During an interview with CBS Evening News, Nikki Haley said that President Trump should not be impeached and she doesn't see him leaving the oval office.
One year ago, the 47-year-old abruptly announced her resignation as US ambassador to the United Nations. She offered no reason for leaving but called her time at the UN a "blessing."
Haley has dismissed actions by House Democrats to impeach Trump after they claime he pressured Ukraine's president to investigate his political opponent, Joe Biden.
"The Ukrainians never did the investigation and the president released the funds. I mean, when you look at those, there's just nothing impeachable there," she said. "And more than that, I think the — the biggest thing that bothers me is the American people should decide this. Why do we have a bunch of people in Congress making this decision?"
"You're going to impeach a president for asking for a favor that didn't happen and — and giving money and it wasn't withheld?" Haley said. "I don't know what you would impeach him on. Impeachment is, like, the death penalty for a public official."
The White House released the transcript of Trump's phone call with Ukraine's president in an effort to provide transparency as House Democrats accused Trump of committing a crime worthy of impeachment.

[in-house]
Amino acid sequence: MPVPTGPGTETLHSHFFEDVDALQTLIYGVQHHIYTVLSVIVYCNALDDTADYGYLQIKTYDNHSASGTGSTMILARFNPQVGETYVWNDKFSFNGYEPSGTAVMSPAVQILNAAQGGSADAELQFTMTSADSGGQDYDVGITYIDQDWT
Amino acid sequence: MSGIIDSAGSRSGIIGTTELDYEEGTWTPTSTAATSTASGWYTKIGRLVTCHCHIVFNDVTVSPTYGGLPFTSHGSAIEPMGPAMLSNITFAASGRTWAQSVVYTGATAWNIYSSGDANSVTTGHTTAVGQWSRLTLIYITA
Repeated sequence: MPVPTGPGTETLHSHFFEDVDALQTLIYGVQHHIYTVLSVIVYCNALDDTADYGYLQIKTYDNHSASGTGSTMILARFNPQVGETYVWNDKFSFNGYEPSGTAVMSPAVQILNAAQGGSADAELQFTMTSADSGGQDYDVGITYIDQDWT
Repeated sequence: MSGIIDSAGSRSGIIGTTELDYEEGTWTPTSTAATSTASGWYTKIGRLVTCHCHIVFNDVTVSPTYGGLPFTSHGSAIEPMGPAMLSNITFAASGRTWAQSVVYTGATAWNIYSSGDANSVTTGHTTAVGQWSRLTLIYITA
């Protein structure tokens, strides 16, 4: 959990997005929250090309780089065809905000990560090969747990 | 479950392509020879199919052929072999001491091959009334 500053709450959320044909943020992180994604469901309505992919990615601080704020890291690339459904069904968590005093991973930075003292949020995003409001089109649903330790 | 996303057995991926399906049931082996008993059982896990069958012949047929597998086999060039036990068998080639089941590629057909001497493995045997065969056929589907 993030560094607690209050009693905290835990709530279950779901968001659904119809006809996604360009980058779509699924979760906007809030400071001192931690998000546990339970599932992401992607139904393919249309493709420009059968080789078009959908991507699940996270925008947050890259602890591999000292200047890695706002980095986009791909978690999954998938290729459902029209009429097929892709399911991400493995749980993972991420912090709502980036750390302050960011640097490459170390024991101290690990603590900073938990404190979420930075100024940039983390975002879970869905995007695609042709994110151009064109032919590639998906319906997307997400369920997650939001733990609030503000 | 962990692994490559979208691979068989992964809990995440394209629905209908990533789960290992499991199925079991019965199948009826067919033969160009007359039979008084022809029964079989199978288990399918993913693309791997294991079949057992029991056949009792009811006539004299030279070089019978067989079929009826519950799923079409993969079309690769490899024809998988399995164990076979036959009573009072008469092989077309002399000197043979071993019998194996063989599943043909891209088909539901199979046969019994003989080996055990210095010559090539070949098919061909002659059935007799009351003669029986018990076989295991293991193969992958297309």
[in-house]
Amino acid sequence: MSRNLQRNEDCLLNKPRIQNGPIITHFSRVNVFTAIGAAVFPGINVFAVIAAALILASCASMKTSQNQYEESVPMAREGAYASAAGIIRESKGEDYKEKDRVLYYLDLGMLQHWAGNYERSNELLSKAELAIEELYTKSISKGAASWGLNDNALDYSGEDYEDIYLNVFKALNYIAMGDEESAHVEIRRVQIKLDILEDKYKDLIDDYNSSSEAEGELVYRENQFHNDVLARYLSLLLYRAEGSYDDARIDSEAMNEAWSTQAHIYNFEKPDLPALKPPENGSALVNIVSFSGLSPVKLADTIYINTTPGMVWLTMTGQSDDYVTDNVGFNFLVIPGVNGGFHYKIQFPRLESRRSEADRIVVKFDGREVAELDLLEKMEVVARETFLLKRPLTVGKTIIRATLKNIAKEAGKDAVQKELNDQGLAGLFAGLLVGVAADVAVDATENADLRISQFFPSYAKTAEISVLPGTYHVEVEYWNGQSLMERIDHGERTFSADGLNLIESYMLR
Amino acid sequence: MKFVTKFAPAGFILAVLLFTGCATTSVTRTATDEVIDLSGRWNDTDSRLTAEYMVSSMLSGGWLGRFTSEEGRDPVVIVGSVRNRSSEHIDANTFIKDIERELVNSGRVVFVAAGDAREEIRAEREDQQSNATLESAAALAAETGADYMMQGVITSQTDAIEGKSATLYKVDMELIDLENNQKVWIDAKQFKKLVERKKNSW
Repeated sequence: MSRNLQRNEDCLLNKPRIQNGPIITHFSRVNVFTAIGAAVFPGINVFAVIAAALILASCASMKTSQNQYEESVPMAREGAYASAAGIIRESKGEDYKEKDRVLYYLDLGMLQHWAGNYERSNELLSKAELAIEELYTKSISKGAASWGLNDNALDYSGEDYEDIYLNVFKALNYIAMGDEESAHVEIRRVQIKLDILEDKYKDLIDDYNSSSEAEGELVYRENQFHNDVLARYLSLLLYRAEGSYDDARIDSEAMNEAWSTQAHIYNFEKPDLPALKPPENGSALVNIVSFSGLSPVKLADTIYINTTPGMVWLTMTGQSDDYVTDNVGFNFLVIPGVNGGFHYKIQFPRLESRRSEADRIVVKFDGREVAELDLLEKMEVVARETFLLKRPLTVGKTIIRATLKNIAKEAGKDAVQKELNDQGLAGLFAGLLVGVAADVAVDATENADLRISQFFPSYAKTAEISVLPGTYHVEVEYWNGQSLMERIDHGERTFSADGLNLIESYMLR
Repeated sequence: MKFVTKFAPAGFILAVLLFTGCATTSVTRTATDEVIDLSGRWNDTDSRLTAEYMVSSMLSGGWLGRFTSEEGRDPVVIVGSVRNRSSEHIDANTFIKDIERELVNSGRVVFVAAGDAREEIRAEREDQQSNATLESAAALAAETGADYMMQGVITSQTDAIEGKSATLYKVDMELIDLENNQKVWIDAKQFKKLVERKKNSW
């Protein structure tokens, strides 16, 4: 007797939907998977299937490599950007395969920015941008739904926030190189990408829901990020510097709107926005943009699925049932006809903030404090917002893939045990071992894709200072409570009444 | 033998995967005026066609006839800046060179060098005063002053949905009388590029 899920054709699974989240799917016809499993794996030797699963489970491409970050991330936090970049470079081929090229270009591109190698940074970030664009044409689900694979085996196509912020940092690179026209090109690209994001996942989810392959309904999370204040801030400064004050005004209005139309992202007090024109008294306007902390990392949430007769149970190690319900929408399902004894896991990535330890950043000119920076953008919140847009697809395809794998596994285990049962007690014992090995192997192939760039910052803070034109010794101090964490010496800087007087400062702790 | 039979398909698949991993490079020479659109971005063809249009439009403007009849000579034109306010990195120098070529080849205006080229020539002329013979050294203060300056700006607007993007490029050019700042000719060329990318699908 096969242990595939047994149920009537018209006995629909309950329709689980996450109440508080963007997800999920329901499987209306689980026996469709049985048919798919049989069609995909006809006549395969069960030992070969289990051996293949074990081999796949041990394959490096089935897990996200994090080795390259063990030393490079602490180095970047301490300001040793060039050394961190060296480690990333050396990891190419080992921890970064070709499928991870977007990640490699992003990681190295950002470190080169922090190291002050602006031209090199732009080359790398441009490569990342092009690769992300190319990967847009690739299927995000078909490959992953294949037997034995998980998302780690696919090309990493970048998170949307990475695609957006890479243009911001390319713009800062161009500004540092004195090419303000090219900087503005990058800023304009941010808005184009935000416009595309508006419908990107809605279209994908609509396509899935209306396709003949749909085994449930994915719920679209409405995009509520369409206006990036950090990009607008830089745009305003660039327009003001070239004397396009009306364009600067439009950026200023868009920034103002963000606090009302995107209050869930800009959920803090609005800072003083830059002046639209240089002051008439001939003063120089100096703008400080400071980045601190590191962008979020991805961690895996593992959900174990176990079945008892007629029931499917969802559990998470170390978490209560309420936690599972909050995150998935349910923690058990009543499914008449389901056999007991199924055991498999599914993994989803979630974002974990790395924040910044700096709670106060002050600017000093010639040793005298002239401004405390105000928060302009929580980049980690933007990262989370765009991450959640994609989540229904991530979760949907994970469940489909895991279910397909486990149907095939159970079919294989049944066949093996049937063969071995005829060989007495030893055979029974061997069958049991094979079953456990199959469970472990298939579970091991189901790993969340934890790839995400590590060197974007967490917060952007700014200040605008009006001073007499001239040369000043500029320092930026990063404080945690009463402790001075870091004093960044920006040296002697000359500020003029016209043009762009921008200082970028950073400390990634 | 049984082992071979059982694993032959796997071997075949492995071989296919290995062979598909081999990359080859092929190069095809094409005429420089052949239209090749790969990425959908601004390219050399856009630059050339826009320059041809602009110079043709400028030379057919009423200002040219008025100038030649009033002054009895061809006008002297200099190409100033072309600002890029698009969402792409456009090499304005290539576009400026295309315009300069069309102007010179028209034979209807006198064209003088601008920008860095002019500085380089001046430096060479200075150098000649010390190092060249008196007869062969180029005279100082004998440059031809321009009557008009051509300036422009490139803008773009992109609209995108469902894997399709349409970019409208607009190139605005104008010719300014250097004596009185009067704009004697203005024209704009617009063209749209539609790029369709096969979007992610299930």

"When you look at the transcript, there's nothing in that transcript that warrants the death penalty for the president," Haley adds.
In excerpt of a @CBSSunday interview to air tonight on @CBSEveningNews, former UN Amb @NikkiHaley ridicules notion of impeaching Pres Trump. "On what? You're going to impeach a president for asking for a favor that didn’t happen and – and giving money and it wasn’t withheld?" pic.twitter.com/N3CW2lrEBt
— Mark Knoller (@markknoller) November 8, 2019
Also, Haley writes in a new her book, With All Due Respect, that former Secretary of State Rex Tillerson and former White House Chief of Staff John F. Kelly tried to sabotage Trump in order to "save the country," according to CNBC.
"Kelly and Tillerson confided in me that when they resisted the president, they weren't being insubordinate, they were trying to save the country."
"It was their decisions, not the president's, that were in the best interests of America, they said. The president didn't know what he was doing," Haley wrote about the two advisers.
In her book, Haley mentioned that advisors have an obligation to carry out the president's agenda — and if they strongly disagree then they should leave.
"To undermine a president is really a very dangerous thing. And it goes against the Constitution, and it goes against what the American people want. And it was offensive," she added.